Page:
From the Saturday morning class, Islam In-Depth. an introduction to M. A. Draz’s “The Moral World of the Qur’an” [download].
In discussing the topic of postmodernism today with a colleague we arrived at a conclusion that the main opposition to polygyny in today’s postmodern world—including from Muslims—is rooted in the notion that (a) polygyny is a right that men exclusively enjoy and (b) that men may enjoy that right unabashedly (that is, having legitimate sexual relationships with another woman).
The reason we touched on polygyny, a marital practice very few Muslims enjoin, is because of its “controversial” status in the minds of those who claim Islam to be a misogynistic religion. A claim now held by many Muslims who’ve been infected with postmodern sensibilities and methods of interpretation.
Our challenge to this was thus: postmodernism would tell us in general, and women in particular, that it is preferable to either (a) commit acts of sexual immorality (fornication) or (b) remain alone and face the cold hard reality of modern life by oneself. To me, this is a ludicrous and inhumane proposition based on the false myth of “fairness”. What I intend by myth here is the notion that postmodernism claims it’s unfair for a man to have what a woman cannot enjoy. Additionally, there is the assumption that every woman should be or can be in an ideal situation for marriage. What postmodernists (Muslim and non-Muslim alike) fail to recognize is that life is foundationally not fair. Further, as of yet, no society, philosophy, or even religious tradition (including Islam!) has been able to arrange the pieces on the proverbial chess board to ensure that life treats everyone “fairly”. Our rebuttal was that it’s a fool’s errand to attempt to create a sexual utopia in which everyone can have a monogamous relationship. What Islam does propose, however, is that everyone can have dignity. A woman who is married to a man—in the eyes of God according to Islam—is not merely some sexual object to be exploited but rather a woman—a human being!—to be given rights and dignity. And while this admittedly may not be an optimal relationship (a claim, by the way, Islam never makes), it is though, a dignified one. And people, especially women, should not be asked to make a choice between loneliness and immorality and dignity.
The other specter in the room regarding polygyny is (a) the general attitude the West still has about sex: it is a dirty and taboo thing, the result of which is both the hyper-sexualization of society whilst at the same time creating a downturn in actual sexual enjoyment. In other words, sex is now everywhere, and nowhere (how utopian!). And (b) the even further objection to men enjoying sexual relations unabashedly. For brevity sake, I believe this is connected to the false notion that (a) this is a result of patriarchy and (b) all forms of patriarchy are inherently evil or bad.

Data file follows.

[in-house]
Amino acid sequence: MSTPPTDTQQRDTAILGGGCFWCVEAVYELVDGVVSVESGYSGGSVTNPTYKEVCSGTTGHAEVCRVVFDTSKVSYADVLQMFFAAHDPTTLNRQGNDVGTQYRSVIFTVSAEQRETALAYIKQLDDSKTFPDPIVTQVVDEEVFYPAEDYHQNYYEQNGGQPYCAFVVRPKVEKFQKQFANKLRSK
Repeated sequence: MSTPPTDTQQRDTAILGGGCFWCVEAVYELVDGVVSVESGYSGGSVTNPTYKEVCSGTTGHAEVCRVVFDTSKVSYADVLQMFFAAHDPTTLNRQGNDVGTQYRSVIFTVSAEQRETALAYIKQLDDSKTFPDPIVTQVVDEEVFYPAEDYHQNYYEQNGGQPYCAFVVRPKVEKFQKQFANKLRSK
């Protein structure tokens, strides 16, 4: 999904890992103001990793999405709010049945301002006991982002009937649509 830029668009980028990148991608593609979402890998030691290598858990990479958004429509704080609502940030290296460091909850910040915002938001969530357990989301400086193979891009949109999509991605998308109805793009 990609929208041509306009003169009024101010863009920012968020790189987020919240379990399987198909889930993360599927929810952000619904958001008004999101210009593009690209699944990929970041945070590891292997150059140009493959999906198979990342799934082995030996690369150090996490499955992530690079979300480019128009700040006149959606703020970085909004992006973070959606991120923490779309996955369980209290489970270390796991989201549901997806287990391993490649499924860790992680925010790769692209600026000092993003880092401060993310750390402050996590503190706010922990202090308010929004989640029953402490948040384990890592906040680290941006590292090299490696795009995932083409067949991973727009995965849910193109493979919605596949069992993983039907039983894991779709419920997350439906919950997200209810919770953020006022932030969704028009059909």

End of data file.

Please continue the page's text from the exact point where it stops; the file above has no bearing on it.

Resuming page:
To conclude, postmodernity has rewired the modern Muslims mind to see bad where there is good, detriment where there is actually benefit. It is my hope that the thought leaders, imams, scholars, and shuyukh of our time will wake up to this growing interpretive threat and begin the process of de-programming and healing our hearts and minds.
And to God belongs all praise.
In this episode, I continue the discussion of “public morality” by asking why we have reduced our community from three-dimension (sinner, saint, and hypocrite) to two-dimensions (only hypocrites and saints).
Linda C. Raeder: Mill’s Religion of Humanity: Consequences and Implications.
Steven Seidman describes these three facets of premodern religious life and how those communities were able to prevent existential challenges from “erupting into full-blown cultural crises”.
In this episode of the Middle Ground Podcast, I discuss “what to do” with Muslims, especially family members, who “don’t do what they ought to do”. I also discusses the future of Muslim devotional education.